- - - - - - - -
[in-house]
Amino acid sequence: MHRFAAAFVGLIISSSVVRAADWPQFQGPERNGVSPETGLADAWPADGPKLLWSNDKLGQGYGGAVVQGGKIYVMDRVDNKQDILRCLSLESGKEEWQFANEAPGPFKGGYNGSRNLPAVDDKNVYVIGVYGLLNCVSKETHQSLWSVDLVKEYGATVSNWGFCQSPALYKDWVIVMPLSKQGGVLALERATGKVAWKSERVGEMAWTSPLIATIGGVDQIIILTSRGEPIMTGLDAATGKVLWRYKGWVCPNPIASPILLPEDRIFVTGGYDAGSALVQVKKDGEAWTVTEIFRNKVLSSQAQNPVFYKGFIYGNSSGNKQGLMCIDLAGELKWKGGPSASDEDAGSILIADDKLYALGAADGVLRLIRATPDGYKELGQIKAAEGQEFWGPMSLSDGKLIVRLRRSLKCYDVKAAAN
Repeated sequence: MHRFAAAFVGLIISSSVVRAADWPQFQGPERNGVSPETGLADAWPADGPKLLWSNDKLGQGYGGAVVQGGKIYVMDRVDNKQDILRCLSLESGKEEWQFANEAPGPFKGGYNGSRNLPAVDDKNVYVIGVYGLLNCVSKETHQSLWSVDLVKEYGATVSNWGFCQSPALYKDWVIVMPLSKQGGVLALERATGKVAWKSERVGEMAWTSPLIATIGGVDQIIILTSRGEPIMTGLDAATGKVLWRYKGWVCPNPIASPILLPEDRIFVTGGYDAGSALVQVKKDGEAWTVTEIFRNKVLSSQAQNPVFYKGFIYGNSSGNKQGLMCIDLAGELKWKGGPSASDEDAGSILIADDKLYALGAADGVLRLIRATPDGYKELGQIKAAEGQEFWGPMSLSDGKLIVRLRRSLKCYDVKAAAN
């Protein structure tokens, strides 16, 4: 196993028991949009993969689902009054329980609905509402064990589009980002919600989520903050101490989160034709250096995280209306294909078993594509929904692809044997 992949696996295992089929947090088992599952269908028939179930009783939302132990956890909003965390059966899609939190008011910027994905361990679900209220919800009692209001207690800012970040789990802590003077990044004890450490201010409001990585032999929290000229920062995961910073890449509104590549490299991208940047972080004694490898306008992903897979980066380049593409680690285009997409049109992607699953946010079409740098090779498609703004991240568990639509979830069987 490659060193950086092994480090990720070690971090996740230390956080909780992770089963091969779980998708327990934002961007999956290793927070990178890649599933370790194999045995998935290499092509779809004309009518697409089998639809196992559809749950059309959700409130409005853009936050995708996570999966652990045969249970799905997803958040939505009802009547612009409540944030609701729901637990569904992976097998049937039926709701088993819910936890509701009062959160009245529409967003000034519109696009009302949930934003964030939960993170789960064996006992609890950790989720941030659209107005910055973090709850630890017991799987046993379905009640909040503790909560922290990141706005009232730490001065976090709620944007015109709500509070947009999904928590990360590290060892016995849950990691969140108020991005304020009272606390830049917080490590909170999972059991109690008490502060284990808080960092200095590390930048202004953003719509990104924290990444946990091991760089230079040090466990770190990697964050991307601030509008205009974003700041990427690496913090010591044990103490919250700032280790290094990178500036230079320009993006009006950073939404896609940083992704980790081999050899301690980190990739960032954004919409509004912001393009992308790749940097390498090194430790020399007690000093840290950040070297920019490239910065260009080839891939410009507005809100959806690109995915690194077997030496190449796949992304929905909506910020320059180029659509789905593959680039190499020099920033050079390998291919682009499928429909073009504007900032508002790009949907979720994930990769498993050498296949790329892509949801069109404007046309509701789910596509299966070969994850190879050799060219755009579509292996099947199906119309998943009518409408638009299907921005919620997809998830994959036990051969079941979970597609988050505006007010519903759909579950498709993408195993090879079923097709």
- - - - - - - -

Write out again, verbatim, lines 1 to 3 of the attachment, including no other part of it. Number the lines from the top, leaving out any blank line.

[in-house]
Amino acid sequence: MHRFAAAFVGLIISSSVVRAADWPQFQGPERNGVSPETGLADAWPADGPKLLWSNDKLGQGYGGAVVQGGKIYVMDRVDNKQDILRCLSLESGKEEWQFANEAPGPFKGGYNGSRNLPAVDDKNVYVIGVYGLLNCVSKETHQSLWSVDLVKEYGATVSNWGFCQSPALYKDWVIVMPLSKQGGVLALERATGKVAWKSERVGEMAWTSPLIATIGGVDQIIILTSRGEPIMTGLDAATGKVLWRYKGWVCPNPIASPILLPEDRIFVTGGYDAGSALVQVKKDGEAWTVTEIFRNKVLSSQAQNPVFYKGFIYGNSSGNKQGLMCIDLAGELKWKGGPSASDEDAGSILIADDKLYALGAADGVLRLIRATPDGYKELGQIKAAEGQEFWGPMSLSDGKLIVRLRRSLKCYDVKAAAN
Repeated sequence: MHRFAAAFVGLIISSSVVRAADWPQFQGPERNGVSPETGLADAWPADGPKLLWSNDKLGQGYGGAVVQGGKIYVMDRVDNKQDILRCLSLESGKEEWQFANEAPGPFKGGYNGSRNLPAVDDKNVYVIGVYGLLNCVSKETHQSLWSVDLVKEYGATVSNWGFCQSPALYKDWVIVMPLSKQGGVLALERATGKVAWKSERVGEMAWTSPLIATIGGVDQIIILTSRGEPIMTGLDAATGKVLWRYKGWVCPNPIASPILLPEDRIFVTGGYDAGSALVQVKKDGEAWTVTEIFRNKVLSSQAQNPVFYKGFIYGNSSGNKQGLMCIDLAGELKWKGGPSASDEDAGSILIADDKLYALGAADGVLRLIRATPDGYKELGQIKAAEGQEFWGPMSLSDGKLIVRLRRSLKCYDVKAAAN